The use of traditional implant impression copings can be challenging.5 If healing abutment removal and placement of an impression coping is not done quickly, the soft tissue can slump and be pinched. Implant angulation can create situations where impression-coping placement is blocked by the adjacent teeth and/or impression copings. In posterior sites, access to the implant can be difficult. Once the copings are placed, patients cannot fully close their mouths. Finally, placing the impression tray over the coping(s) requires additional clinical skills. This is especially true when an open-tray pick-up impression coping must be positioned within the prepared hole in the tray. Elimination of the need for impression copings by using coded healing abutments that do not need to be removed during the impression process greatly simplifies the impression process and makes it less expensive and confusing.9-13 Only 1 mm of the abutment needs to extend beyond the surrounding gingiva. The ability of a 3-dimensional (3-D) scanner to digitize the master cast is integral to this process.

Computer-aided design (CAD) of abutments allows for images of the abutment designs to be reviewed and adjusted prior to definitive abutment fabrication.9-13 Design elements such as the emergence profile and crown margin placement are critical to a properly contoured and natural-appearing restoration. Problems such as inadequate abutment height for a cement-retained crown can be recognized early. Visualizing the virtual abutment prior to its fabrication enables the dental laboratory to confirm that the abutment will be made according to the instructions given on the lab prescription.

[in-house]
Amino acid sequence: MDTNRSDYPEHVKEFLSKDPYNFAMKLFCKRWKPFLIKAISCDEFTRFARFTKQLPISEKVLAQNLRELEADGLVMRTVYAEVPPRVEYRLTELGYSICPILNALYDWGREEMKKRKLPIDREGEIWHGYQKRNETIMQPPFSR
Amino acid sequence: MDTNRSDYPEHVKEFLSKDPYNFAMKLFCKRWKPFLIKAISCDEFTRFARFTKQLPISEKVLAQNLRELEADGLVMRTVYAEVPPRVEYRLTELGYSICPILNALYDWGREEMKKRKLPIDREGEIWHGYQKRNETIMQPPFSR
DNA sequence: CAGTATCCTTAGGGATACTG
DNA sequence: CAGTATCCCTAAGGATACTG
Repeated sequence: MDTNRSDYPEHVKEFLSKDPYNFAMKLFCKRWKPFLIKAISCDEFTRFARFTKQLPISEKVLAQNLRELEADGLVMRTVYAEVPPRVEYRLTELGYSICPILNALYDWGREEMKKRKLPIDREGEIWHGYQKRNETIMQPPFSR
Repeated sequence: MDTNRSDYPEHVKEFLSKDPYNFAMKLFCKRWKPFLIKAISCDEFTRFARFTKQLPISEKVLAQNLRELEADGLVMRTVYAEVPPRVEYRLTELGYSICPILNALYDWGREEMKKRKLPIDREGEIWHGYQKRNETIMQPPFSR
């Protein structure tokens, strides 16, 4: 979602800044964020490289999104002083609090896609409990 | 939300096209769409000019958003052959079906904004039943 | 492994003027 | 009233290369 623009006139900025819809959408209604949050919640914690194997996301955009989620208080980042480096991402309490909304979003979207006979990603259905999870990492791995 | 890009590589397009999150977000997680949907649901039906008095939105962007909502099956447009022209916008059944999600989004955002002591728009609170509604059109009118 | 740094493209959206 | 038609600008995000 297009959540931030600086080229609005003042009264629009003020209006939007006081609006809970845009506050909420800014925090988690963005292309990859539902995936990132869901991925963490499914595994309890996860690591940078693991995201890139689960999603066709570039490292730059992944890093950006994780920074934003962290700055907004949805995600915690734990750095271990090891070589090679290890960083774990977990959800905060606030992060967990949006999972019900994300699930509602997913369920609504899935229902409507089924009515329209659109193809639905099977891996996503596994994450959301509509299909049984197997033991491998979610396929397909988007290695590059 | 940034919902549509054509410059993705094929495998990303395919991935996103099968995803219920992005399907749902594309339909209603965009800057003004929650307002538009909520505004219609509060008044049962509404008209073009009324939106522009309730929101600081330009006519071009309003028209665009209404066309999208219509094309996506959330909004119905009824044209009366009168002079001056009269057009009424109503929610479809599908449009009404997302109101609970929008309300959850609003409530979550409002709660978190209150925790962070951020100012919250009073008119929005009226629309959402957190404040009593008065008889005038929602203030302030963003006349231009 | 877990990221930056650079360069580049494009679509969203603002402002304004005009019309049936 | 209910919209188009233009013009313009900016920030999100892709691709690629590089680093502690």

Computer-aided manufacturing (CAM) enables fabrication of high-quality implant abutments from solid blanks of biocompatible materials such as titanium or zirconia.9-13 After milling, the abutment is polished and cleaned. CAD/CAM titanium abutments do not have the risk of impurities or casting defects that cast abutments have. For esthetic purposes, a gold-nitride coating can be applied to titanium abutments, or alternatively, esthetic CAD/CAM zirconia abutments can be fabricated.


Combining CAD/CAM technologies with the use of coded healing abutments facilitates and simplifies the ability to deliver high-quality adjacent implant restorations.


The authors would like to acknowledge Philip Wine, DDS, in the delivery of these restorations.


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Related Content:

A CE article, Computer-Guided Implant Surgery: Indications and Guidelines for Use, is available at